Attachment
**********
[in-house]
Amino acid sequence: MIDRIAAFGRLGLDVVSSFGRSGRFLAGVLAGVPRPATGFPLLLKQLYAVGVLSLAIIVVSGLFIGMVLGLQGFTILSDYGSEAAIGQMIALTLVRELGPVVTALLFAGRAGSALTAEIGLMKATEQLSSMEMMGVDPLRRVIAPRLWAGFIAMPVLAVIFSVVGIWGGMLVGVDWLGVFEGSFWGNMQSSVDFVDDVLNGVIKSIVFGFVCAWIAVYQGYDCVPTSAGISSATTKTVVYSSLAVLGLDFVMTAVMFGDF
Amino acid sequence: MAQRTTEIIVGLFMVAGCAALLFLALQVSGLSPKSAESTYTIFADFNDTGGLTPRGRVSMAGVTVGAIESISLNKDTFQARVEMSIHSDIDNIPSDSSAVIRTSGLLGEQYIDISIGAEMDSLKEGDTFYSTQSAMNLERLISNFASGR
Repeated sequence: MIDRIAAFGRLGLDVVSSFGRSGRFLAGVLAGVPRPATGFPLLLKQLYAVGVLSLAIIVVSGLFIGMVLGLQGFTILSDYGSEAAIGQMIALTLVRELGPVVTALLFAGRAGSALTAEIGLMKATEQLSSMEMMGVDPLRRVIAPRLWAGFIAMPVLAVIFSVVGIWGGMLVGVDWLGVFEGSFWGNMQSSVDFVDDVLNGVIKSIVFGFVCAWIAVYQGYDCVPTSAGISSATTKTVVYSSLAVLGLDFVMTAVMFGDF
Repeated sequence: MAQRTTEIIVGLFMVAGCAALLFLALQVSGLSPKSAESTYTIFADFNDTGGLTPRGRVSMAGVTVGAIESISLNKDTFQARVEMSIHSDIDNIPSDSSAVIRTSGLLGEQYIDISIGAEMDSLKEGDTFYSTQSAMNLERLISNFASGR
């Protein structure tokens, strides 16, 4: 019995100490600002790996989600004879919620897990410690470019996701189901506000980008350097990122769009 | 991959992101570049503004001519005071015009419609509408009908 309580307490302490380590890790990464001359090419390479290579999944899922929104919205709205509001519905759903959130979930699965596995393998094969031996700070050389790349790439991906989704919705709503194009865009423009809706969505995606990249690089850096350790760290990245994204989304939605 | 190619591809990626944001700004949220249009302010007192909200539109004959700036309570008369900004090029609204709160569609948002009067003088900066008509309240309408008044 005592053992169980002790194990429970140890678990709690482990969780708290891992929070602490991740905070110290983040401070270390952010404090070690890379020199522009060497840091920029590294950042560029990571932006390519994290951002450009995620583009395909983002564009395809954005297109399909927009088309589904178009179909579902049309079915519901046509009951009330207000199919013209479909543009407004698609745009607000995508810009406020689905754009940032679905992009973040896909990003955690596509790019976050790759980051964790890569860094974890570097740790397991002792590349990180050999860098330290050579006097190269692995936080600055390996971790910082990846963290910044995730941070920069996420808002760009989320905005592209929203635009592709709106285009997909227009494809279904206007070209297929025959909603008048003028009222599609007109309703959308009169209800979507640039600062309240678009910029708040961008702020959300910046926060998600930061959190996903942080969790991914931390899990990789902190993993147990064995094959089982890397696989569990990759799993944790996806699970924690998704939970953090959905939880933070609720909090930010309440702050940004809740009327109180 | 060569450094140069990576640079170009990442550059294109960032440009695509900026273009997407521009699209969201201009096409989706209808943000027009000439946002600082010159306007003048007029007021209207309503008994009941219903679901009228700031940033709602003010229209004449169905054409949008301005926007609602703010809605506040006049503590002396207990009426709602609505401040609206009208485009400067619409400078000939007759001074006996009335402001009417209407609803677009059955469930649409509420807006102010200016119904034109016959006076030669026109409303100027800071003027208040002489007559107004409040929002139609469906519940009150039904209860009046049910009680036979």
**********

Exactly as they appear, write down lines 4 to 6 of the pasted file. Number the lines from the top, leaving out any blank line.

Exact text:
Repeated sequence: MIDRIAAFGRLGLDVVSSFGRSGRFLAGVLAGVPRPATGFPLLLKQLYAVGVLSLAIIVVSGLFIGMVLGLQGFTILSDYGSEAAIGQMIALTLVRELGPVVTALLFAGRAGSALTAEIGLMKATEQLSSMEMMGVDPLRRVIAPRLWAGFIAMPVLAVIFSVVGIWGGMLVGVDWLGVFEGSFWGNMQSSVDFVDDVLNGVIKSIVFGFVCAWIAVYQGYDCVPTSAGISSATTKTVVYSSLAVLGLDFVMTAVMFGDF
Repeated sequence: MAQRTTEIIVGLFMVAGCAALLFLALQVSGLSPKSAESTYTIFADFNDTGGLTPRGRVSMAGVTVGAIESISLNKDTFQARVEMSIHSDIDNIPSDSSAVIRTSGLLGEQYIDISIGAEMDSLKEGDTFYSTQSAMNLERLISNFASGR
């Protein structure tokens, strides 16, 4: 019995100490600002790996989600004879919620897990410690470019996701189901506000980008350097990122769009 | 991959992101570049503004001519005071015009419609509408009908 309580307490302490380590890790990464001359090419390479290579999944899922929104919205709205509001519905759903959130979930699965596995393998094969031996700070050389790349790439991906989704919705709503194009865009423009809706969505995606990249690089850096350790760290990245994204989304939605 | 190619591809990626944001700004949220249009302010007192909200539109004959700036309570008369900004090029609204709160569609948002009067003088900066008509309240309408008044 005592053992169980002790194990429970140890678990709690482990969780708290891992929070602490991740905070110290983040401070270390952010404090070690890379020199522009060497840091920029590294950042560029990571932006390519994290951002450009995620583009395909983002564009395809954005297109399909927009088309589904178009179909579902049309079915519901046509009951009330207000199919013209479909543009407004698609745009607000995508810009406020689905754009940032679905992009973040896909990003955690596509790019976050790759980051964790890569860094974890570097740790397991002792590349990180050999860098330290050579006097190269692995936080600055390996971790910082990846963290910044995730941070920069996420808002760009989320905005592209929203635009592709709106285009997909227009494809279904206007070209297929025959909603008048003028009222599609007109309703959308009169209800979507640039600062309240678009910029708040961008702020959300910046926060998600930061959190996903942080969790991914931390899990990789902190993993147990064995094959089982890397696989569990990759799993944790996806699970924690998704939970953090959905939880933070609720909090930010309440702050940004809740009327109180 | 060569450094140069990576640079170009990442550059294109960032440009695509900026273009997407521009699209969201201009096409989706209808943000027009000439946002600082010159306007003048007029007021209207309503008994009941219903679901009228700031940033709602003010229209004449169905054409949008301005926007609602703010809605506040006049503590002396207990009426709602609505401040609206009208485009400067619409400078000939007759001074006996009335402001009417209407609803677009059955469930649409509420807006102010200016119904034109016959006076030669026109409303100027800071003027208040002489007559107004409040929002139609469906519940009150039904209860009046049910009680036979």